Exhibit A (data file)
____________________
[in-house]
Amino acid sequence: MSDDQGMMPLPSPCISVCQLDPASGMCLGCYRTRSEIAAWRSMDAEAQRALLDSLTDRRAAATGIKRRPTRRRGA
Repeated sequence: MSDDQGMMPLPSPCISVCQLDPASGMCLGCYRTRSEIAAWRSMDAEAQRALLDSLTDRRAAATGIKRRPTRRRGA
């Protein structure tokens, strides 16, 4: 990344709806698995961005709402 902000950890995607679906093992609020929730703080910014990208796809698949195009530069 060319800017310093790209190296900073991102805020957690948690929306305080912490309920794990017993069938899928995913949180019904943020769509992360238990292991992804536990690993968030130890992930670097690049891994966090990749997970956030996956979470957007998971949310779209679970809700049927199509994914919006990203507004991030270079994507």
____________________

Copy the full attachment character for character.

[in-house]
Amino acid sequence: MSDDQGMMPLPSPCISVCQLDPASGMCLGCYRTRSEIAAWRSMDAEAQRALLDSLTDRRAAATGIKRRPTRRRGA
Repeated sequence: MSDDQGMMPLPSPCISVCQLDPASGMCLGCYRTRSEIAAWRSMDAEAQRALLDSLTDRRAAATGIKRRPTRRRGA
């Protein structure tokens, strides 16, 4: 990344709806698995961005709402 902000950890995607679906093992609020929730703080910014990208796809698949195009530069 060319800017310093790209190296900073991102805020957690948690929306305080912490309920794990017993069938899928995913949180019904943020769509992360238990292991992804536990690993968030130890992930670097690049891994966090990749997970956030996956979470957007998971949310779209679970809700049927199509994914919006990203507004991030270079994507």